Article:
Testimony brings back memories of Abner McWhorter - KMSP-TV

Testimony brings back memories of Abner McWhorter

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Abner McWhorter (From isttd.org) Abner McWhorter (From isttd.org)

Some days, the testimony in the Kilpatrick & Co. trial makes me feel like I'm in a time machine.

There are flashes back to situations I investigated, some of which made headlines, while others still languish in a file, waiting for a final piece of the puzzle to surface.

There are memories of faces and places I've encountered in the more than 11 years since I met Kwame Kilpatrick.

The name that triggered one of those flashbacks on Tuesday was Abner McWhorter. Prosecutors played a recording of McWhorter speaking with Bernard Kilpatrick in 2008. On the tape, Bernard Kilpatrick calls McWhorter and says the city treasurer is putting on a fundraiser for the Kilpatrick Civic Fund and would appreciate a donation.

"If you can do five, that would be real cool," the elder Kilpatrick tells McWhorter.

Bernard Kilpatrick's lawyer pointed out that McWhorter was a client of the elder Kilpatrick and suggested that B.K. was just advising him.

McWhorter won't be taking the stand to rebut him. The Detroit entrepreneur committed suicide last year amid accusations he was involved in a Ponzi scheme that defrauded the pension fund.

Robert Snell
of the Detroit News has reported that the pension fund is trying to recover $10 million in the wake of the failed deal involving McWhorter that called for buying and restoring more than 1,400 foreclosed homes in Metro Detroit.

That got me thinking that if McWhorter were still with us, the pension fund might want to hire me to get their dough back.

See, I first met McWhorter around 2002, when he was just ripping off freelance writers. At the time, he was running an automotive magazine. Several of my friends and colleagues at the Detroit Free Press and the Detroit News were doing work for hire for McWhorter. I was always looking for a little extra cash, so they suggested I ask him to assign me some stories.

For reasons lost in the fog of time, my wife ended up doing stories for McWhorter instead of me. Good thing, too, because he stiffed her on her last assignment.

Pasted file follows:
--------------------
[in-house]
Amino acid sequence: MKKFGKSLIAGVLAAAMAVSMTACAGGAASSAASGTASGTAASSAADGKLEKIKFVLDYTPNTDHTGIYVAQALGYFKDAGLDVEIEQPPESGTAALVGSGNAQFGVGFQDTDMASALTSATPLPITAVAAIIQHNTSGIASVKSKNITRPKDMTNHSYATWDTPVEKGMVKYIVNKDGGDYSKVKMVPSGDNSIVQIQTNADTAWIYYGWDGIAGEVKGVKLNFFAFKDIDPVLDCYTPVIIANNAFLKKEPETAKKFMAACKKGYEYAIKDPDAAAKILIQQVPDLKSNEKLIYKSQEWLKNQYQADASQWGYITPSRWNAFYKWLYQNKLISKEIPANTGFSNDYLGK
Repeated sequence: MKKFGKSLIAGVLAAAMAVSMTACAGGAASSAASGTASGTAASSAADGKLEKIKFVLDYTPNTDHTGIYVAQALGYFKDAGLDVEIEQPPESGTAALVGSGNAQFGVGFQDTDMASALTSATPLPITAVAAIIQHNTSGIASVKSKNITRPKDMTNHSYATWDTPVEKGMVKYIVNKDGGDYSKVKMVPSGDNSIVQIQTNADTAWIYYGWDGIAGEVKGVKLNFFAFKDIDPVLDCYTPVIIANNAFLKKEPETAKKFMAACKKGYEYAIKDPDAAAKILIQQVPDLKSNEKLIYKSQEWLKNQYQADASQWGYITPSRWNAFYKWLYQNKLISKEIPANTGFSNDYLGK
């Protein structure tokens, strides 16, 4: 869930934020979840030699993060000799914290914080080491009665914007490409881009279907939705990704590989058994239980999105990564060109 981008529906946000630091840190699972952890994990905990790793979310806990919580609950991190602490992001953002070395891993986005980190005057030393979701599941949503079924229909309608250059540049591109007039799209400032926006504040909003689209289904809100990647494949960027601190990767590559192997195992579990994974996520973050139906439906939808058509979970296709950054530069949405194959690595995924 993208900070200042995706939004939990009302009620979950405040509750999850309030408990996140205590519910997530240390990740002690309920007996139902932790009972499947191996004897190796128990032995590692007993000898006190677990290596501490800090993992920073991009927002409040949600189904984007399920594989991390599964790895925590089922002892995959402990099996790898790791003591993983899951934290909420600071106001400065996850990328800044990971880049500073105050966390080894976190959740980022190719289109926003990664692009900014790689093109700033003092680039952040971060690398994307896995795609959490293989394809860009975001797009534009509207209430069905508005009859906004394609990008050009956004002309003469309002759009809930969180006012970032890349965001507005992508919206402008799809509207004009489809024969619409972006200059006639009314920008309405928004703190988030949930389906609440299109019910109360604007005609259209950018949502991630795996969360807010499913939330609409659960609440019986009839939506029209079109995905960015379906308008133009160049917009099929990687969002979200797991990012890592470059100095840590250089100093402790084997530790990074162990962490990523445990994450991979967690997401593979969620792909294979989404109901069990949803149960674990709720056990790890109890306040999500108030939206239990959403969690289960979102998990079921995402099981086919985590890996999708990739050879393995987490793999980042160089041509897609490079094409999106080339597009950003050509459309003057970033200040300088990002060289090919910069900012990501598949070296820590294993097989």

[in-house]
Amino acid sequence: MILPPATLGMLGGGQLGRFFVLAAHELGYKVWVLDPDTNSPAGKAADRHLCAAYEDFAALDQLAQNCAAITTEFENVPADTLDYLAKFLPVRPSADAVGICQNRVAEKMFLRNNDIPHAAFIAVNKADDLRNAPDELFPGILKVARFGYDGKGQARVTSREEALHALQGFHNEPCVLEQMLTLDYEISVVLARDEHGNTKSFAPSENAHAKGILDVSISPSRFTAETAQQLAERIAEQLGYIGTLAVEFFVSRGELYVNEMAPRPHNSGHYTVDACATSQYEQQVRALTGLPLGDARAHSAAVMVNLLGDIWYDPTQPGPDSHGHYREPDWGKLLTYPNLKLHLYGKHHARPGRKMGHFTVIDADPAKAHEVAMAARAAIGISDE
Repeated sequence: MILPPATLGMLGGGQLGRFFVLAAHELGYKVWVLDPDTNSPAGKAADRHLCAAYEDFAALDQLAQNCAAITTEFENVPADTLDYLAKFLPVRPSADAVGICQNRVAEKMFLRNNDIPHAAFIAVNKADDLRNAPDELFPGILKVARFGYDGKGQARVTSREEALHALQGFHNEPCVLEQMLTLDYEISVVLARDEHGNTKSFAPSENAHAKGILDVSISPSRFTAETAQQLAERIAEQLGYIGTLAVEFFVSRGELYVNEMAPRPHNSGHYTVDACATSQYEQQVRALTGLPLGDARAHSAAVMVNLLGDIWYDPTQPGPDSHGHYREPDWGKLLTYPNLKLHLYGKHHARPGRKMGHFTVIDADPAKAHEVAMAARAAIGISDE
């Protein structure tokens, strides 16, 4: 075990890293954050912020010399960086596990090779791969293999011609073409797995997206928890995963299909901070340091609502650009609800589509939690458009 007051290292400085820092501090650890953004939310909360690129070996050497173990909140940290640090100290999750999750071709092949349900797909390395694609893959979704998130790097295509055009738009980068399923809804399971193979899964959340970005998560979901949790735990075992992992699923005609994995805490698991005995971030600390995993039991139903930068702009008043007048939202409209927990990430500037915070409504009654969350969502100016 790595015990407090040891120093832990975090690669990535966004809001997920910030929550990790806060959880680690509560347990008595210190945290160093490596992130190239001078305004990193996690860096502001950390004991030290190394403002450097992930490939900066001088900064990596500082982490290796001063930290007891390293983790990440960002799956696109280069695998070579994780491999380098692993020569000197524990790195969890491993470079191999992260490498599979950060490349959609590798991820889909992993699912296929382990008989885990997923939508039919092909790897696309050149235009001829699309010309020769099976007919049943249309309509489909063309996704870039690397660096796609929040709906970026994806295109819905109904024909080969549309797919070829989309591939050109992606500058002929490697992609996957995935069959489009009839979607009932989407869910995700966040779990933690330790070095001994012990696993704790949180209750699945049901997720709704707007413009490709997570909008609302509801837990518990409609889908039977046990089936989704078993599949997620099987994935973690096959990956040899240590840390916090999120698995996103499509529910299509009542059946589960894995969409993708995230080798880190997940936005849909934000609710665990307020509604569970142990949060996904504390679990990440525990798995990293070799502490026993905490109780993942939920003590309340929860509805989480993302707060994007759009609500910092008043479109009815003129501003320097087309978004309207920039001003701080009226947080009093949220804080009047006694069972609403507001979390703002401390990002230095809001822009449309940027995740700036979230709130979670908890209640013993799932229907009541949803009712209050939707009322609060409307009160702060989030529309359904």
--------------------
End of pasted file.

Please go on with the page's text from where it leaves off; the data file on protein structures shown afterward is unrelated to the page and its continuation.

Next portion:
Around that time, I was still on very good terms with Kilpatrick and his administration. It seems incredible now, but for the first 18 months or so of their reign, Kilpatrick and his trusted lieutenant Derrick Miller took turns trying to lure me from the Free Press. Things were so cordial, in fact, that I spent one evening "source building" over drinks at Half Past Three, the Grand River club that was not only a favorite hangout of Kilpatrick's crew, but the supposed scene of a never-proven hit-and-run accident involving one of Hizzoner's police bodyguards.

As the hours and the ice in my highball glass melted away, my companion, then-Kilpatrick spokesman Jamaine Dickens, drifted away and became involved in a conversation with a guy I had never met before. After waiting for Dickens to wrap it up and return to the barstools, it dawned on me that the only person getting more impatient than me would be my wife, who had expected me home long ago.

So I walked over to Dickens and his companion, hovering next to them and essentially becoming hard to ignore me.

Dickens acknowledged my presence and introduced me to his friend, telling me, "This is Abner McWhorter."

I shook McWhorter's hand, holding it beyond the point where most men are comfortable, and said something to the effect of, "I don't think we've ever met, but I believe you know my wife."

I continued to grip the hand of the dapper but diminutive McWhorter as I told him my wife's name and said "You owe her $400 you sonofabitch."

With a calm surprising for a man who had angry freelancers dotting the metro area, McWhorter reached in his pants pocket and pulled out a roll of bills that could have plugged a drain pipe.

"I've got your money right here," he said, peeling off four $100 bills.

Stunned but pleased, I returned to the bar for another drink, figuring that my success as an ad hoc debt collector had earned me a later curfew.

I would learn later, to my chagrin, that I was sure wrong about that!

I bring all this up not to cast aspersions on the dead, but to muse over the possibility that, had the pension fund known this story, they could have engaged me to try and get their dough back.

And with a 10 percent collection fee, I'm pretty sure I could stay out all night this time -- without getting hit with a frying pan!

Follow M.L. Elrick's coverage of the Kilpatrick & Co. trial daily on FOX 2 and at www.myfoxdetroit.com. Contact him at ml.elrick@foxtv.com or via Twitter (@elrick) or Facebook. And catch him every Friday morning around 7:15 a.m. on Drew & Mike on WRIF, 101.1 FM.

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